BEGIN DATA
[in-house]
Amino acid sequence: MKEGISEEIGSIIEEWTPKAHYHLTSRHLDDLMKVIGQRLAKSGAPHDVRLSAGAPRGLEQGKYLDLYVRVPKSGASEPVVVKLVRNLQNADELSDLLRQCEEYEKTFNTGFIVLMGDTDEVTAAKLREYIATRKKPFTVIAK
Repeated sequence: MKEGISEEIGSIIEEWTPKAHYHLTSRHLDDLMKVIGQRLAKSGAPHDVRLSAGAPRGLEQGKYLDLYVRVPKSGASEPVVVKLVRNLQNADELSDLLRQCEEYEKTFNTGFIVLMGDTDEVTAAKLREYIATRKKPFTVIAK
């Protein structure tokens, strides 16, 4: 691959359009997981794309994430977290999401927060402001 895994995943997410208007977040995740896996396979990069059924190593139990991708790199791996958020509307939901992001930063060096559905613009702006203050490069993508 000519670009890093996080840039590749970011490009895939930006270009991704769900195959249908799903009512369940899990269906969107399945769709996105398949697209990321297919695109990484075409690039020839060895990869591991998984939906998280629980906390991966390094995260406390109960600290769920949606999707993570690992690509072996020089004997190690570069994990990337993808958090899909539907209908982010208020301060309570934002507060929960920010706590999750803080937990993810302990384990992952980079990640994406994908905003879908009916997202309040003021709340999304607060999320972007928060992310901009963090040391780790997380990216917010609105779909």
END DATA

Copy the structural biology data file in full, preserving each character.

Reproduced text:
[in-house]
Amino acid sequence: MKEGISEEIGSIIEEWTPKAHYHLTSRHLDDLMKVIGQRLAKSGAPHDVRLSAGAPRGLEQGKYLDLYVRVPKSGASEPVVVKLVRNLQNADELSDLLRQCEEYEKTFNTGFIVLMGDTDEVTAAKLREYIATRKKPFTVIAK
Repeated sequence: MKEGISEEIGSIIEEWTPKAHYHLTSRHLDDLMKVIGQRLAKSGAPHDVRLSAGAPRGLEQGKYLDLYVRVPKSGASEPVVVKLVRNLQNADELSDLLRQCEEYEKTFNTGFIVLMGDTDEVTAAKLREYIATRKKPFTVIAK
């Protein structure tokens, strides 16, 4: 691959359009997981794309994430977290999401927060402001 895994995943997410208007977040995740896996396979990069059924190593139990991708790199791996958020509307939901992001930063060096559905613009702006203050490069993508 000519670009890093996080840039590749970011490009895939930006270009991704769900195959249908799903009512369940899990269906969107399945769709996105398949697209990321297919695109990484075409690039020839060895990869591991998984939906998280629980906390991966390094995260406390109960600290769920949606999707993570690992690509072996020089004997190690570069994990990337993808958090899909539907209908982010208020301060309570934002507060929960920010706590999750803080937990993810302990384990992952980079990640994406994908905003879908009916997202309040003021709340999304607060999320972007928060992310901009963090040391780790997380990216917010609105779909």